What Do Bitcoin and Mutually Assured Destruction Have to Do With Each Other?

A fascinating concept has been created by software developer Seong Yup Yoo. Yoo has created a website that allows people to exchange fiat money for Bitcoins directly with each other without having to use a third party exchange. He has accomplished this task by incorporating the concepts of mutually assured destruction and the Nash equilibrium.

The problem facing two people in a direct exchange is that no one wants to send their money first. Let's go through a simple scenario. Let's suppose there is a forum where people post Bitcoins for sale like Craig's List, and I am interested in buying Bitcoins from one of the users. I message a person who is selling 10 Bitcoins asking him to do a swap of my dollars for his Bitcoins. If I send him money through PayPal, how do I know he will send me the coins? If he sends me the coins, how does he know I will wire him the fiat money on PayPal? Clearly this ends in a stalemate with neither person willing to risk sending the money first.

The site NashX attempts to address this problem by having people risk Bitcoins for destruction before initiating a trade. Here's an example of how it works. Both the buyer and the seller create accounts on NashX. Both the buyer and the seller load Bitcoins into their NashX accounts. When a seller wishes to sell his Bitcoins for cash, he will put up an offer that looks something like this:

"I will risk 20 Bitcoins in order to sell 10 Bitcoins for $1000 USD."

The buyer will then respond by accepting this deal, and putting up 20 Bitcoins of his own.  So both the buyer and the seller now have 20 Bitcoins at stake in this deal. The buyer then messages the seller to get his PayPal information and sends him the money on PayPal. If the seller fails to send the buyer his 10 Bitcoins, the buyer can destroy the deal, sending all 40 of the "at risk" coins into a "blackhole" address where no one will ever have access to those coins.

By doubling the amount being offered for sale and putting that amount up as "at risk funds" the exchange stays within the Nash equilibrium. By pairing this concept with mutually assured destruction, trades can be made with a high level of confidence that each player will hold up his end of the bargain.

If one party only has a small amount of Bitcoins to work with, but wants to buy or sell a lot more, the solution is to simply do several smaller transactions. So my 10 Bitcoin example might take place with ten 1 Bitcoin transactions using a 2 Bitcoin risk fund for each trade. Since each party already has each other's details, these exchanges can take place in a fairly rapid succession.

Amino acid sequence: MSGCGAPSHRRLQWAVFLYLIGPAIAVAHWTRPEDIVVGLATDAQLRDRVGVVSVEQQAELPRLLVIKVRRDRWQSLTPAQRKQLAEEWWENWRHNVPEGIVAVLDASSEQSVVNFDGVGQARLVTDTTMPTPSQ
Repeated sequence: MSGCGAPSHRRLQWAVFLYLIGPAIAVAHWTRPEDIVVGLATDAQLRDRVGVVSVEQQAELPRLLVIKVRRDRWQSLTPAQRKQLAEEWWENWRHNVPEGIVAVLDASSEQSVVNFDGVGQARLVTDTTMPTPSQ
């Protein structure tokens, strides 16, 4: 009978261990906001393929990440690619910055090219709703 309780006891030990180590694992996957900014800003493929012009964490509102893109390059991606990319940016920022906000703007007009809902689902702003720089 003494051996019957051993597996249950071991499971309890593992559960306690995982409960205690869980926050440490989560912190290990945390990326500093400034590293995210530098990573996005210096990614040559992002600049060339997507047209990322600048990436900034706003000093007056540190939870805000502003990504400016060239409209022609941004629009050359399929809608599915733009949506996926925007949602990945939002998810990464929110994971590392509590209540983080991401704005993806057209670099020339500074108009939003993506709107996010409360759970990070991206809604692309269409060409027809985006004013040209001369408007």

While the site is still in beta, I can already tell that the concept has a tremendous amount of promise. I expect to see similar sites like this one popping up all over the internet. Sites like this will allow for virtually unlimited currency trading that occurs outside the scope of the heavily regulated and monitored banking industry. NashX's trading structure allows for anonymous trades, if users wish to go that route. People could even send cash by snail mail if they wanted to.

I encourage Yoo to open-source his code, which would allow people to rapidly build upon the concept, along with making it easier for people to set up similar sites on the Tor network. Open-sourcing his code would also garner more trust for his site from the general Bitcoin community.

Given that NashX is not tied to any financial institution, a similar site could easily be setup on the Tor network. If such a site existed on the Tor network, not only could users be assured of their anonymity, it would also completely prevent any state actors from attempting to shutdown the site by legislation. The Tor network is an encrypted anonymous web network that hosts sites like the Silk Road.

The only downside to this process is that each player must already have Bitcoins before either can initiate a trade. However, Yoo stated he is addressing this problem by "NashX taking Cash-At-Bank and sending BTC/LTC directly to their risk fund at BTC-E exchange rates." So basically, you can wire him money and he will load your account.  While this requires trusting Yoo, at least you know who he is and where his business is located, which would allow you to file a lawsuit against him if he fails to deliver.

How much do you trust the information in this article?

Michael Suede

Michael Suede is an Austrian economist and author who holds a business degree from the University of Wisconsin. Michael's articles have appeared in numerous economics publications. Michael is also one of the few economists who is well versed in the economics of voluntary crypto-currencies such as Bitcoin. Michael is a veteran of the US Navy and an advocate of voluntarism. Michael authorizes the use of all his content under Public Domain copyright. Any organization or individual may freely republish, edit, modify and distribute Michael's works without restrictions.

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